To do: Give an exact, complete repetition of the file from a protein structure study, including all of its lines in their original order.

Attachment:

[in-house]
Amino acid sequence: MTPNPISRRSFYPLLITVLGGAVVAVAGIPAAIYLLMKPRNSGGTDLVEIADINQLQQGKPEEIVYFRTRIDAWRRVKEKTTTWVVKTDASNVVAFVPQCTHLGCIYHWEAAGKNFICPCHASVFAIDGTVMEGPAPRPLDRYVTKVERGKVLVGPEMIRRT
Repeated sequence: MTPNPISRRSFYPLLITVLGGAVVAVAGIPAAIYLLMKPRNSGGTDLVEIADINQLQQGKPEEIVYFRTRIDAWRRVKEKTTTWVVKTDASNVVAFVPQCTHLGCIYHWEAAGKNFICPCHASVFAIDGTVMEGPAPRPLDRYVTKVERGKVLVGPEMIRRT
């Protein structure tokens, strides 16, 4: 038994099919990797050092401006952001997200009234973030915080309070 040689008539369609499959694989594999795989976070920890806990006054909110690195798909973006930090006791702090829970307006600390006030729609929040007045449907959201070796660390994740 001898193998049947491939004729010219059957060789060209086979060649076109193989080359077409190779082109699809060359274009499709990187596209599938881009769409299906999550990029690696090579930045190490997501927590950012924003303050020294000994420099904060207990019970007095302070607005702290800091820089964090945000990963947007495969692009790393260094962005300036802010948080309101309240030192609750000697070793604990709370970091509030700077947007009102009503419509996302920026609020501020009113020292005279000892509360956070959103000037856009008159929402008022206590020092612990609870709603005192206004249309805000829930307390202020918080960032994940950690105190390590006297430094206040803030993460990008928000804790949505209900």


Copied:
[in-house]
Amino acid sequence: MTPNPISRRSFYPLLITVLGGAVVAVAGIPAAIYLLMKPRNSGGTDLVEIADINQLQQGKPEEIVYFRTRIDAWRRVKEKTTTWVVKTDASNVVAFVPQCTHLGCIYHWEAAGKNFICPCHASVFAIDGTVMEGPAPRPLDRYVTKVERGKVLVGPEMIRRT
Repeated sequence: MTPNPISRRSFYPLLITVLGGAVVAVAGIPAAIYLLMKPRNSGGTDLVEIADINQLQQGKPEEIVYFRTRIDAWRRVKEKTTTWVVKTDASNVVAFVPQCTHLGCIYHWEAAGKNFICPCHASVFAIDGTVMEGPAPRPLDRYVTKVERGKVLVGPEMIRRT
């Protein structure tokens, strides 16, 4: 038994099919990797050092401006952001997200009234973030915080309070 040689008539369609499959694989594999795989976070920890806990006054909110690195798909973006930090006791702090829970307006600390006030729609929040007045449907959201070796660390994740 001898193998049947491939004729010219059957060789060209086979060649076109193989080359077409190779082109699809060359274009499709990187596209599938881009769409299906999550990029690696090579930045190490997501927590950012924003303050020294000994420099904060207990019970007095302070607005702290800091820089964090945000990963947007495969692009790393260094962005300036802010948080309101309240030192609750000697070793604990709370970091509030700077947007009102009503419509996302920026609020501020009113020292005279000892509360956070959103000037856009008159929402008022206590020092612990609870709603005192206004249309805000829930307390202020918080960032994940950690105190390590006297430094206040803030993460990008928000804790949505209900």